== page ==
Orders of the Day — Clause 1. — (Control of Liquid Fuel.)

Part of the debate – in the House of Commons at 12:00 am on 12th July 1967.

Alert me about debates like this

Photo of Mr Richard Marsh Mr Richard Marsh , Greenwich 12:00 am, 12th July 1967

I am obviously expressing myself badly this morning. I am trying to explain the precise opposite. We are not suggesting, nor are we asking for, any restrictions at the moment. All we are talking about is a Bill which we may never need—and I hope we will not—but which we could conceivably need at some period of weeks or months in the future. We do not face any great balance of payments crisis nor any great oil supply crisis, but we do face a very real transport problem. The point is that all these things are sheer hypotheses. We are asking for an enabling Bill because of what could conceivably be the position at some stage in the future. I would not want any panics to start on anything, because this is not called for in the Bill.

The hon. Member for Honiton raised the question whether we might want to recall Parliament for more than one Order. I am faced with the position that it is a matter of judgment. I do not know what the position will be in August, September, October or early November, although I could make a number of reasonable assumptions. Things could change very rapidly in this area of the world, and if they changed rapidly the Government would have to move rapidly and there would be no point in the House complaining about being called back twice.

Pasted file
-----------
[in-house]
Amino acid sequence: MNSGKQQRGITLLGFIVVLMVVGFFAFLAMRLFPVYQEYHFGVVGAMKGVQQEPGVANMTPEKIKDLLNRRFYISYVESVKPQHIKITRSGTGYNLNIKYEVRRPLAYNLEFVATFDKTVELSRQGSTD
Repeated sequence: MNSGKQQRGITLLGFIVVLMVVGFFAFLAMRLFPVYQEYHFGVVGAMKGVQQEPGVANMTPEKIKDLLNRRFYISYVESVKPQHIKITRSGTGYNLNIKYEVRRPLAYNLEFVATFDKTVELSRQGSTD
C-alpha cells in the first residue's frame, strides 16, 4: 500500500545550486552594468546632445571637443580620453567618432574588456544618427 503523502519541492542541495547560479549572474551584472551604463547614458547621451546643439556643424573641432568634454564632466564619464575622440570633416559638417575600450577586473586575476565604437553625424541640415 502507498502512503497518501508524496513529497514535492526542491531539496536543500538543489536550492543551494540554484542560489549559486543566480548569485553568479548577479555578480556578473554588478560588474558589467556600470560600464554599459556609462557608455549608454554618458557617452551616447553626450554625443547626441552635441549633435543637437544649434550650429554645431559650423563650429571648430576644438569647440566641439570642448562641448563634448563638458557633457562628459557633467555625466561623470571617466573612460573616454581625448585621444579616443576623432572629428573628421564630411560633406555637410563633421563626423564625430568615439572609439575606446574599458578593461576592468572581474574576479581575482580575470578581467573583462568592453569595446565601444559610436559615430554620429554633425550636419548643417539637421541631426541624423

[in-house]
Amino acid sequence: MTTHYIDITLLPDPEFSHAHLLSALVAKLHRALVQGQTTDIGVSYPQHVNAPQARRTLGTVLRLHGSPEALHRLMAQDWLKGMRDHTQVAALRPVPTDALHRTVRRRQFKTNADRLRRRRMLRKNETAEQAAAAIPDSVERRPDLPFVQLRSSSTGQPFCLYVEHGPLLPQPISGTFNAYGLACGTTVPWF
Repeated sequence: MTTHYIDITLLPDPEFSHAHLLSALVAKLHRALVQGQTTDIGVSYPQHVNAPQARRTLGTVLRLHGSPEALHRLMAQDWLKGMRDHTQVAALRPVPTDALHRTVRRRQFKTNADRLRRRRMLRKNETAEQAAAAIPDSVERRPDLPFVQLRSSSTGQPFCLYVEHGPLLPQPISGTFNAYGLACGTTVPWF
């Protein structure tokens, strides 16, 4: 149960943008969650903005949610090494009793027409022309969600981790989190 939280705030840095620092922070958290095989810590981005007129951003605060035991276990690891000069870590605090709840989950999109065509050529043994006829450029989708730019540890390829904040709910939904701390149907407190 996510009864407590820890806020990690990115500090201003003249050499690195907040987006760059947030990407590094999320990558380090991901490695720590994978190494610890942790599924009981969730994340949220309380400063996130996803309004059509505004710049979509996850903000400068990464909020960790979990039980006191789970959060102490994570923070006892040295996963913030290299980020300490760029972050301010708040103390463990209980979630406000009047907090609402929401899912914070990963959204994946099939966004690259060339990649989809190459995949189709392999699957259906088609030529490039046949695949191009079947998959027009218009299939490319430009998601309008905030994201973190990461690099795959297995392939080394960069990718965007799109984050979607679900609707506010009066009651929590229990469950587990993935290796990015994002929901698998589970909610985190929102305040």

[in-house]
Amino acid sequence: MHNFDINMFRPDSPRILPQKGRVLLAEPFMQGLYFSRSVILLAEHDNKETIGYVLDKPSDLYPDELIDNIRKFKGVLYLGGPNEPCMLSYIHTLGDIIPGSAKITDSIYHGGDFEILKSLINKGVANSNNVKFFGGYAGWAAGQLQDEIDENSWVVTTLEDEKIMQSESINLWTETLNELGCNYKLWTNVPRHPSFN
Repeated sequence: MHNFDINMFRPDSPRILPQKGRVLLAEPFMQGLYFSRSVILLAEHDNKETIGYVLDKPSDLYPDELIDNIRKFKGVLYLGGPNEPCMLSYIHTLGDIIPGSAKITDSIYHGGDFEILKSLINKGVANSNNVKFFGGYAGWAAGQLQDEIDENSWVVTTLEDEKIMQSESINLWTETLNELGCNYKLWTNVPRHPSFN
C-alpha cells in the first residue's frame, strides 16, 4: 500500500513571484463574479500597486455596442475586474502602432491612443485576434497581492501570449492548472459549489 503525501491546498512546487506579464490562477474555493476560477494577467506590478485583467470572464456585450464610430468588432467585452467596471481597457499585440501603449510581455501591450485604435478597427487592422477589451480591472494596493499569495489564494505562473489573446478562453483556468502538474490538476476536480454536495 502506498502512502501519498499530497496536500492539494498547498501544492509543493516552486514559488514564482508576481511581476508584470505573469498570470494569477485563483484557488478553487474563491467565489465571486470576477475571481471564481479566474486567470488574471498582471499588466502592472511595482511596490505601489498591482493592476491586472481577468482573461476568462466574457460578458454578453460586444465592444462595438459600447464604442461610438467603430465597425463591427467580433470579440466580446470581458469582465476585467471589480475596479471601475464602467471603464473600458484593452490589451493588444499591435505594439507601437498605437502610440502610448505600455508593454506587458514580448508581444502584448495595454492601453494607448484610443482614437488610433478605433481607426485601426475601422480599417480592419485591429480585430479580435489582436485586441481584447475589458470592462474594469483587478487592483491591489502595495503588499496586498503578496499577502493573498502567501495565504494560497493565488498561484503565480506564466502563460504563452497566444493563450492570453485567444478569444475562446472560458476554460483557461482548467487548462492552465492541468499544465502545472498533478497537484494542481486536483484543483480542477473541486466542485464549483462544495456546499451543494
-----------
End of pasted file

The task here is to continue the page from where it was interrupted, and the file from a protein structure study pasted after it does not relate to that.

The hon. Member asked me to spell out how the operation would take place and to give a list of powers in the Bill which I should want and a list of powers which I should not want to use. I hope not to use any of them. Which powers were used would depend on the position that existed when a crisis emerged. We might well with luck get through with nothing at all, and then the whole of the exercise will have been, in one way, a waste of time. We might, on the other hand, want some powers later just to deal with certain areas of the problem. Conceivably something catastrophic could happen. The hon. Member can go on working out the possibilities. I cannot tell him which scheme will be introduced to meet them because I do not know what they are.

I am saying on behalf of the Government that I want the powers in the Bill which will enable me to meet any situation which arises. I realise that this is asking for a lot and that it is right that this sort of power should be challenged when the Minister asks for it, and that he should be expected to justify his request.